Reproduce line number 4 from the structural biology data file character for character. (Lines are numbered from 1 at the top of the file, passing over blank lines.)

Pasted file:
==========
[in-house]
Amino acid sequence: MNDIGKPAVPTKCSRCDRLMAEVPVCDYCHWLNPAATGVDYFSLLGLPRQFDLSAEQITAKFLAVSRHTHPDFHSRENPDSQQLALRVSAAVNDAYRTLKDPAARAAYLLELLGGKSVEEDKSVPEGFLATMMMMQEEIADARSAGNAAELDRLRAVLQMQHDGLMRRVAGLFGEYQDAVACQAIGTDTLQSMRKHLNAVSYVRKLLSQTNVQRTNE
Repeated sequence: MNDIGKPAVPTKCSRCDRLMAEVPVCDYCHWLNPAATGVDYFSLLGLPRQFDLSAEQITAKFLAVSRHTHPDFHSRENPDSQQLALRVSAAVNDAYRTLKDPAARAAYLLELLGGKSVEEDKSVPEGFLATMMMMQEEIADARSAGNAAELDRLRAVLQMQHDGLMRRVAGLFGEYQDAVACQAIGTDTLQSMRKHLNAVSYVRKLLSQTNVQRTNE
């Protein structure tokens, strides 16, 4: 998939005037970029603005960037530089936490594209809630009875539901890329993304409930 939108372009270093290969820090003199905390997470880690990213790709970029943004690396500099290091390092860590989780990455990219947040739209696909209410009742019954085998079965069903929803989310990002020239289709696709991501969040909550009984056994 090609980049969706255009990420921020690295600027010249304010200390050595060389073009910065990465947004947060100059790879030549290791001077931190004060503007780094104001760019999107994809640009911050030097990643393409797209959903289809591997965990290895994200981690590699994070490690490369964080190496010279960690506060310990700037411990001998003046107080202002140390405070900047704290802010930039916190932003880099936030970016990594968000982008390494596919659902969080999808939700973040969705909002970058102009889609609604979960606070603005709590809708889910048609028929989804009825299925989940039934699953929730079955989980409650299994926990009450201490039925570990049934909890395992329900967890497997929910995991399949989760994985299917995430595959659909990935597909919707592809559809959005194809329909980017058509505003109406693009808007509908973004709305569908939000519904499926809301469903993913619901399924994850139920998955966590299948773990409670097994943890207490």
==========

């Protein structure tokens, strides 16, 4: 998939005037970029603005960037530089936490594209809630009875539901890329993304409930 939108372009270093290969820090003199905390997470880690990213790709970029943004690396500099290091390092860590989780990455990219947040739209696909209410009742019954085998079965069903929803989310990002020239289709696709991501969040909550009984056994 090609980049969706255009990420921020690295600027010249304010200390050595060389073009910065990465947004947060100059790879030549290791001077931190004060503007780094104001760019999107994809640009911050030097990643393409797209959903289809591997965990290895994200981690590699994070490690490369964080190496010279960690506060310990700037411990001998003046107080202002140390405070900047704290802010930039916190932003880099936030970016990594968000982008390494596919659902969080999808939700973040969705909002970058102009889609609604979960606070603005709590809708889910048609028929989804009825299925989940039934699953929730079955989980409650299994926990009450201490039925570990049934909890395992329900967890497997929910995991399949989760994985299917995430595959659909990935597909919707592809559809959005194809329909980017058509505003109406693009808007509908973004709305569908939000519904499926809301469903993913619901399924994850139920998955966590299948773990409670097994943890207490």